Army, Sitting Bull: Lakota Warrior and Defender of His People brings the story of the great chief to light/5(10). Get this from a library. Sitting Bull: Sioux warrior chief.

[Chris Hayhurst] -- A biography of the Sioux chief who worked to maintain the rights of Native American people and who led the defeat of General Custer at the Little Big Horn in "If that is Long Hair, I am the one who killed him," White Bull, the young nephew of Sitting Bull, said when Bad Juice pointed out Custer's body immediately after the Battle of the Little Big Horn.

Yet it was Sitting Bull who acquired the notoriety and was paraded in Buffalo Bill's Wild West Show as "the warrior who killed Custer." But this new edition of Stanley Vestal's classic biography of Reviews: 3. Sitting Bull (c. ) was one of the greatest Lakota/Sioux warriors and chiefs who ever lived.

From Sitting Bull's childhood--killing his first buffalo at age to being named war chief to leading his people against the U.S. Army, Sitting Bull: Lakota Warrior and Defender of His People brings the story of the great chief to light. Sitting Bull was born into the Hunkpapa division of the Teton Sioux.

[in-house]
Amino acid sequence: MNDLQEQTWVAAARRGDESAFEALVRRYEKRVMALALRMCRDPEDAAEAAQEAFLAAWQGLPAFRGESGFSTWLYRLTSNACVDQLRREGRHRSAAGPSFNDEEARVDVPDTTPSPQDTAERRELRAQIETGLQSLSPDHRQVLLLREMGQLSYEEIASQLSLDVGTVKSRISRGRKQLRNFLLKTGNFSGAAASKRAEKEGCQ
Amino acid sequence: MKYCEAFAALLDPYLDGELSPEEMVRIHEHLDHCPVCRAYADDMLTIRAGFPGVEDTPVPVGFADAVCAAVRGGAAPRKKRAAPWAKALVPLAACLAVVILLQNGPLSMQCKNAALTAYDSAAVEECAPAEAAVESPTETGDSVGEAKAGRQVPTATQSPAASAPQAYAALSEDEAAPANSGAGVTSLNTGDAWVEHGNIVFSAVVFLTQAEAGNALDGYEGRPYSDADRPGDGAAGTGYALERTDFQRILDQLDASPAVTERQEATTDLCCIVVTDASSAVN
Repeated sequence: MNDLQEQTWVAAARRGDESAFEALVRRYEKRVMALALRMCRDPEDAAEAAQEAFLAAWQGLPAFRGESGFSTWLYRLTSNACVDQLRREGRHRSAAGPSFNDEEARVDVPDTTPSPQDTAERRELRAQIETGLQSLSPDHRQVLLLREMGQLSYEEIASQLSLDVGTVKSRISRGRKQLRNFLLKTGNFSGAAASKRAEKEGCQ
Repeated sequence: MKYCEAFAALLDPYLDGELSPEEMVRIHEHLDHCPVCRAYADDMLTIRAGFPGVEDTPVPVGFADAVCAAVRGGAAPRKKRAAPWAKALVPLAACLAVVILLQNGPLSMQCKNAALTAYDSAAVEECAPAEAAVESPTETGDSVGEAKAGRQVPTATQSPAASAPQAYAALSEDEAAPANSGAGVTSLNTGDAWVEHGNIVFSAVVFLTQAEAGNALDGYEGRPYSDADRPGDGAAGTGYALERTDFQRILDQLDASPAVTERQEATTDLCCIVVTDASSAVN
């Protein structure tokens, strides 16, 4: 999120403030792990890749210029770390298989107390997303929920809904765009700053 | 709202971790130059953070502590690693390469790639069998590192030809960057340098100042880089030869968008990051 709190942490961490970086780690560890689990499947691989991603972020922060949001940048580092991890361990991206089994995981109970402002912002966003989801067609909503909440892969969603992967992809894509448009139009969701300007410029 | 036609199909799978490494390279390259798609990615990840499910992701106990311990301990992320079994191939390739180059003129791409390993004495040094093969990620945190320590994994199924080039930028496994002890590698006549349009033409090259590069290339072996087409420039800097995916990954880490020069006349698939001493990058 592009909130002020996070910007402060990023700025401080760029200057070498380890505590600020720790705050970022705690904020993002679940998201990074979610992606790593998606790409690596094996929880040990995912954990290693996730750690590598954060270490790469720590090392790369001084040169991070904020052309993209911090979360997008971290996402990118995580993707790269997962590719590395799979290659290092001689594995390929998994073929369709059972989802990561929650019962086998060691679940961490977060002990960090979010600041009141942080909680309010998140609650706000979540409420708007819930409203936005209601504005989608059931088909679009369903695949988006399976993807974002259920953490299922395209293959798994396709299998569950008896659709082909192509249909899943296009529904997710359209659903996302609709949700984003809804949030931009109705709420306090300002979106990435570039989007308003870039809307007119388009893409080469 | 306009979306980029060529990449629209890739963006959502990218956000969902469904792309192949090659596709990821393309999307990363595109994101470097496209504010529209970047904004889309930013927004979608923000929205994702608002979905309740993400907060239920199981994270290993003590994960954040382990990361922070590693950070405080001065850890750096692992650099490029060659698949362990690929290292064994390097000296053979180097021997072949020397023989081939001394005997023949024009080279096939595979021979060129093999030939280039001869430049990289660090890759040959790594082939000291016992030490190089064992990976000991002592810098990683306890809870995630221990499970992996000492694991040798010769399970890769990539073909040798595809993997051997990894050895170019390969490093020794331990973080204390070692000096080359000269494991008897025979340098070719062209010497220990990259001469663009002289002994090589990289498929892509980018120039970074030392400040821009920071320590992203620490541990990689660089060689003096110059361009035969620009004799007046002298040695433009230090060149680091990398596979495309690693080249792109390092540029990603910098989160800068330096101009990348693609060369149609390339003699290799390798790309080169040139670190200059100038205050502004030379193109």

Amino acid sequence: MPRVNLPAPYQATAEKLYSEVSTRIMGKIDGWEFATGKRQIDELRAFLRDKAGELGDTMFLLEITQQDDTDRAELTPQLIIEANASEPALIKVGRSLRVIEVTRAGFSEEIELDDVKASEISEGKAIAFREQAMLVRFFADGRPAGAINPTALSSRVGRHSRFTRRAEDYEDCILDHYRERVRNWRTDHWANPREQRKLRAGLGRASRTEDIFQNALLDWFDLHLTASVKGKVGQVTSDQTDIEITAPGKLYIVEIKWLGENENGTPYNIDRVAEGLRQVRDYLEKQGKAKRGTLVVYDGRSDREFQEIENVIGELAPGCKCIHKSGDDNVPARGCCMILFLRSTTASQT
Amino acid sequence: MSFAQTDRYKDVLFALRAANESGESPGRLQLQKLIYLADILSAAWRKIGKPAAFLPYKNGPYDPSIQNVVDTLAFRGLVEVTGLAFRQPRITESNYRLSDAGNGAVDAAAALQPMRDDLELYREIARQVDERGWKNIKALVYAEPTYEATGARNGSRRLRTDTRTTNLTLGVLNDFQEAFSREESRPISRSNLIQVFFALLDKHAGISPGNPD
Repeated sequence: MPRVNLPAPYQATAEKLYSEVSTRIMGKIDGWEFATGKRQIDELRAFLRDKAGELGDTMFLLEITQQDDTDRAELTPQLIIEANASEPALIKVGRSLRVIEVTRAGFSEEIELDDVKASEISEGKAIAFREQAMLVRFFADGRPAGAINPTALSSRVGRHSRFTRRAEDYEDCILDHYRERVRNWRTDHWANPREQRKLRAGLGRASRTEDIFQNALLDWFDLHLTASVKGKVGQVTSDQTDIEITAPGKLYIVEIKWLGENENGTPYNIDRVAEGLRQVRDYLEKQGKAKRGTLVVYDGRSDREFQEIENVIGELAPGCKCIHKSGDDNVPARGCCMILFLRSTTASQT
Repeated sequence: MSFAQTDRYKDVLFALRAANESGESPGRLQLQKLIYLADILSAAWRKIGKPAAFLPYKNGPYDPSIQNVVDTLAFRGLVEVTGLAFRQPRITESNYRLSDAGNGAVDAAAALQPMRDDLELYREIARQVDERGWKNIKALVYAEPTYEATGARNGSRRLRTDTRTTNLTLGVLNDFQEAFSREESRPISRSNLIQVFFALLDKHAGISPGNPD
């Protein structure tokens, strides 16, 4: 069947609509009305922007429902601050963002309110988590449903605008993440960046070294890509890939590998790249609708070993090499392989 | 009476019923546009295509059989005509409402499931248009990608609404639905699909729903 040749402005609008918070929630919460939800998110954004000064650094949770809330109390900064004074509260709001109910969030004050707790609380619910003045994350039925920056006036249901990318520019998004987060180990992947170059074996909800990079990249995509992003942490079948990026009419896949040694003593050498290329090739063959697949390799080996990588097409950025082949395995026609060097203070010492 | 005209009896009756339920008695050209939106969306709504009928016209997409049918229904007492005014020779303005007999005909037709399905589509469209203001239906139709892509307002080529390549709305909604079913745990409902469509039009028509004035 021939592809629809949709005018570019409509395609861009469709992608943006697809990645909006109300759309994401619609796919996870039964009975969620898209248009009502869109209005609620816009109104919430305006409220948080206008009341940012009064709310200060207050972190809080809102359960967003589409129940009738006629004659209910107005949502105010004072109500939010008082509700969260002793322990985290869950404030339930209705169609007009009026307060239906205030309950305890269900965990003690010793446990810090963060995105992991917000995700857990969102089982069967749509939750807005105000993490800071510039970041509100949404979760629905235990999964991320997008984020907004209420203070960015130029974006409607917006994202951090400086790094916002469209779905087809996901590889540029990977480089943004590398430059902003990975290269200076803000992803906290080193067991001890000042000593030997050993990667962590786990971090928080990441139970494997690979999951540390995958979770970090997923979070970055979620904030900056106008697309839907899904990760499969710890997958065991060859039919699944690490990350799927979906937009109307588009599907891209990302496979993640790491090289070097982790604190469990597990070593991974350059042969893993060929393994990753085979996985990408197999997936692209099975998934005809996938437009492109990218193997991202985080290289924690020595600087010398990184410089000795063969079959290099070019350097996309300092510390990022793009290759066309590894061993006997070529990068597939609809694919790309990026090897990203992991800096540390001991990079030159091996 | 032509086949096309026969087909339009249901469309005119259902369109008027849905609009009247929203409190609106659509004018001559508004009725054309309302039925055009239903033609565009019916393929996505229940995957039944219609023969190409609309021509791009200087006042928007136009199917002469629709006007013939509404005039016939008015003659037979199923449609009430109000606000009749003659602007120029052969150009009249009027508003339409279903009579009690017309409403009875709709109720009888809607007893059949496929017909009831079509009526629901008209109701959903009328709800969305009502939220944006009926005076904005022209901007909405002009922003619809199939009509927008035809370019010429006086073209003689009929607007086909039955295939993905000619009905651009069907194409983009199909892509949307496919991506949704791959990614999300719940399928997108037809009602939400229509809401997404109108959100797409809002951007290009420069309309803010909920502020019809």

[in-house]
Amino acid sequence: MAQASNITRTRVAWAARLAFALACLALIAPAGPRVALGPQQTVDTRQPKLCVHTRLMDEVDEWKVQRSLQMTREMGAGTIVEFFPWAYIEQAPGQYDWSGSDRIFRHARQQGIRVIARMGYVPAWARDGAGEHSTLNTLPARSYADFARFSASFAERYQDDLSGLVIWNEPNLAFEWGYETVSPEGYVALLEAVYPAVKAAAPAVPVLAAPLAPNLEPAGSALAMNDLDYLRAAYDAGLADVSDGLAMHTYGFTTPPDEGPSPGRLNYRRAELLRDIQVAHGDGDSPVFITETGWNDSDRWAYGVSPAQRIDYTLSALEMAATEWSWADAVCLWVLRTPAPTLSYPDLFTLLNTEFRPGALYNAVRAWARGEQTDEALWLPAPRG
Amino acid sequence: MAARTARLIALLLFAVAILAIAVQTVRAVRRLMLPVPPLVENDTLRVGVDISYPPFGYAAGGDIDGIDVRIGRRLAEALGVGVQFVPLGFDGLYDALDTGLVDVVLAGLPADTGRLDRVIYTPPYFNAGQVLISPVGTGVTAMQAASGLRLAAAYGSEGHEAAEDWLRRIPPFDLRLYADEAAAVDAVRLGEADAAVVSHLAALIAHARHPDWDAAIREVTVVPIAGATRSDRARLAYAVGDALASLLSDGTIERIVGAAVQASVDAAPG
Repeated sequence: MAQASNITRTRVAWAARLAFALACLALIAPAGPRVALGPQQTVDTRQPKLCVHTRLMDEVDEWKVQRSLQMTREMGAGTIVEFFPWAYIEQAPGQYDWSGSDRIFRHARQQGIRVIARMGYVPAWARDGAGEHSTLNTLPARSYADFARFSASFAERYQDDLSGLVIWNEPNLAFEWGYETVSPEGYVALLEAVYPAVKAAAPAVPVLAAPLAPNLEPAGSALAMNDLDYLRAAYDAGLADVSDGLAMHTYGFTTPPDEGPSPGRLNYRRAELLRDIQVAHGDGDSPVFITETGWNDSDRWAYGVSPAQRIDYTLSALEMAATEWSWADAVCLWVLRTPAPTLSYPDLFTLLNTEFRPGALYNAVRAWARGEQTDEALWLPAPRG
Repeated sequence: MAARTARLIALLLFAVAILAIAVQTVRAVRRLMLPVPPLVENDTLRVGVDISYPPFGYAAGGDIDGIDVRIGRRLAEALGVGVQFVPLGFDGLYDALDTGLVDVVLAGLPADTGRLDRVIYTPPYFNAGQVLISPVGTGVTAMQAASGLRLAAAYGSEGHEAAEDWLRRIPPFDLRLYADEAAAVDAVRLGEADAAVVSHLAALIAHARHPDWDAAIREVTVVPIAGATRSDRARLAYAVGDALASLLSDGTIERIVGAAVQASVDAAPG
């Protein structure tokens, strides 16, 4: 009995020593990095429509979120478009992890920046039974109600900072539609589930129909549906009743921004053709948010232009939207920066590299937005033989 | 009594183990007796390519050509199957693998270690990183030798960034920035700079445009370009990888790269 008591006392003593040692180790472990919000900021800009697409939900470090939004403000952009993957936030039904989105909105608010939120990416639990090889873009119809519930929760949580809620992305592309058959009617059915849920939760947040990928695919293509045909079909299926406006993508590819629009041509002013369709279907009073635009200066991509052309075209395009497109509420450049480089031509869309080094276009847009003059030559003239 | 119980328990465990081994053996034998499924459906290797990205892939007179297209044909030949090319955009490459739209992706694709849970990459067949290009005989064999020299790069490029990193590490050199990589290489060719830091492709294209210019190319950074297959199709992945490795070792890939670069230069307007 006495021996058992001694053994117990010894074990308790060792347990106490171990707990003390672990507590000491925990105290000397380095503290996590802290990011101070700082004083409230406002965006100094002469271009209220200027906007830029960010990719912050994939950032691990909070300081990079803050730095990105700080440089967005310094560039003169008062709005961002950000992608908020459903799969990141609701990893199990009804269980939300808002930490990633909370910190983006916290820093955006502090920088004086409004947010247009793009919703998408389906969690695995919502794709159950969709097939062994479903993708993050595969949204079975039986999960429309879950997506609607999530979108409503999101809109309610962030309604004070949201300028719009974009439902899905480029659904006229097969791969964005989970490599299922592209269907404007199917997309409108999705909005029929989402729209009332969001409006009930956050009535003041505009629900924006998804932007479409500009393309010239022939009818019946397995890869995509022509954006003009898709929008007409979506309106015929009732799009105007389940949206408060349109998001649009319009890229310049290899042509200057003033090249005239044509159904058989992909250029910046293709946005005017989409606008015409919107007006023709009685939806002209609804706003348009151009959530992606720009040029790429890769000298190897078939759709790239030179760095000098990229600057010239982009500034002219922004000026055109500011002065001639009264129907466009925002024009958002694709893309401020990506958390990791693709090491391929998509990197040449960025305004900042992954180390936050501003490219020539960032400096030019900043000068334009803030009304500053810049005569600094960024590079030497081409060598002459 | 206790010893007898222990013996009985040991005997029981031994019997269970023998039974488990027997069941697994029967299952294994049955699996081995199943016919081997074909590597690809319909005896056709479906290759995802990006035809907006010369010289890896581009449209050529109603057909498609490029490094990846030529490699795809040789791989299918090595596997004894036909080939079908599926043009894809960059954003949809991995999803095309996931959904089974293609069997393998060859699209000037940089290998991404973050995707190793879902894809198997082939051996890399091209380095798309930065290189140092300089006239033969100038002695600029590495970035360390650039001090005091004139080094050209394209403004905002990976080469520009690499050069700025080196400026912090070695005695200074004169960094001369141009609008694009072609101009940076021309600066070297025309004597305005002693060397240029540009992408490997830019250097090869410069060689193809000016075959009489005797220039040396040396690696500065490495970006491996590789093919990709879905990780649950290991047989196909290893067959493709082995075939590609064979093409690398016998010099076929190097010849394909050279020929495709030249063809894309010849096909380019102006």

He joined his first war party at age 14 and soon gained a reputation for fearlessness in battle. He became a leader of the powerful Strong Heart warrior society and, later, was a participant in the Silent Eaters, a. "If that is Long Hair, I am the one who killed him," White Bull, the young nephew of Sitting Bull, said when Bad Juice pointed out Custer's body immediately after the Battle of the Little Big Horn.

Yet it was Sitting Bull who acquired the notoriety and was paraded in Buffalo Bill's Wild West Show as "the warrior who killed Custer." But this new edition of Stanley Vestal's classic biography of.

“Told through a calm but doomed first-person narrative, this enthralling biography recounts the life of the great chief and warrior Sitting Bull and the defeat of his fellow Sioux Nelson draws upon the Ledger Book Art tradition developed by Plains Indians in the late-nineteenth century to illustrate key moments in Sitting Bull’s life.Get this from a library!

Sitting Bull, warrior of the Sioux. [Jane Fleischer, (Children's author); Bert Dodson] -- A brief biography of the only Indian ever to be chief of all the Plains Sioux.